“We shared their unique stories of immigration with anybody that would listen:” Here’s How My Classmates and I Made the World Better.
Learn how Yainiliz Lopez and her classmates at Interdistrict School for Arts and Communication (ISAAC) made the world better by sharing the stories of immigrants in their Connecticut community.
As a young child, I never knew what stereotypes were…just how they felt. My name is Yainiliz Lopez and I was born in Puerto Rico. When I was three, my mother, sister, and I immigrated to Connecticut from Puerto Rico for a better life with more opportunities for all of us.
At first, it was hard. When my mom spoke on the phone, people pretended like they didn’t understand her, even though we both knew she was saying the words clearly. They had made assumptions about her because of her accent. I worked hard throughout preschool and kindergarten to learn English.
Today, I am so proud to be a smart Puerto Rican young woman and a United States citizen. I attend Interdistrict School for Arts and Communication (ISAAC) in New London, Connecticut.
ISAAC is an EL Education school, so we often do in-depth projects and become experts in different subjects. This year, my sixth grade class at ISAAC embarked on a journey to become experts on the topic of immigration. We focused on learning about different stereotypes that immigrants like me have faced in the United States, in the past and present. We worked harder than we’ve ever worked to become global citizens who can make a difference. We wanted to see if describing the human experience of immigration could help change the people’s stereotypes about immigrants.
We worked harder than we’ve ever worked to become global citizens who can make a difference. We wanted to see if describing the human experience of immigration could help change the people’s stereotypes about immigrants.
At first when we heard about how our work might impact our community, we did not believe it could make that big of a difference...How can a bunch of sixth graders make an impact?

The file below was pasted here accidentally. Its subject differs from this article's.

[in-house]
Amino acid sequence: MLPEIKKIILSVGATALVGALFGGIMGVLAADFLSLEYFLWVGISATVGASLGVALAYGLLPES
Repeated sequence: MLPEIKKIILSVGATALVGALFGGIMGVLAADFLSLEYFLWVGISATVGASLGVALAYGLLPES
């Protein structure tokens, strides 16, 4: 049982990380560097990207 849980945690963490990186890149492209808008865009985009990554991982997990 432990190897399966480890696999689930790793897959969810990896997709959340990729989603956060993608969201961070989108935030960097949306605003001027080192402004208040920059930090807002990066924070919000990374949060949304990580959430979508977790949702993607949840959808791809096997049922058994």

Then, we jumped into our jobs throughout the entire school day in all of our classes. Together, my classmates and I interviewed 16 immigrants throughout southeastern Connecticut, all from different countries across the world. We shared their unique human stories of immigration with anybody that would listen.
My team of six interviewed a man named Fiyin from Lagos, Nigeria. Fiyin came to Connecticut to join his wife, who had lived in America for the last 15 years. Like my mom and I, he also struggled to speak the language and understand this country at first. When he arrived in the U.S and saw stop signs, he didn’t know you were supposed to stop at them! He didn’t know how to park, either, so one time he parked in the middle of the road. When he got a job as a phone operator—he was cursed at, and accused of being a member of ISIS—they didn’t believe that he was American because of his accent! This reminded me of the difficulties my mother had experienced being understood and respected in phone conversations.
To share the stories of people like Fiyin, we became historical analysts in social studies, climate specialists in science, mathematical map makers in math, writers of heroic journeys in Language Arts, website designers, video producers, creators, professional photographers, and editors…we did A LOT of editing! We were sharing each of our immigrant’s stories with the world. We had to get it right.
It took a lot of hard work—but we created an interactive book with quotations from our interviews, photographs we took, and stories we wrote about their heroic journeys. Each story in the book has a QR code that takes you to websites we created that have sound clips from our interviews in Youtube videos and more details about these wonderful community members.
Now that we have presented our work to the community, we are reflecting on everything we learned. I’ve learned that we all have our own journeys. I got to know these people, not as immigrants, but as humans that immigrated. I am still supporting these members of my community. Next weekend, the Immigration Advocacy and Support Center is hosting a free clinic, and I’m volunteering because I want to hear and tell more stories from people who come to America.
I’m proud to share our project with you here, on EL Education’s Models of Excellence site, and I hope it inspires you to see what you can do to make the world a better place
Yainiliz Lopez is a student at Interdistrict School for Arts and Communication (ISAAC) in New London, Connecticut. She and her classmate Shem Adams will help kickoff EL Education’s 2018 National Conference with a speech about what happens when students like them set out to make the world better. Register here to join them at National Conference! You can learn more about the recognition their work has received here.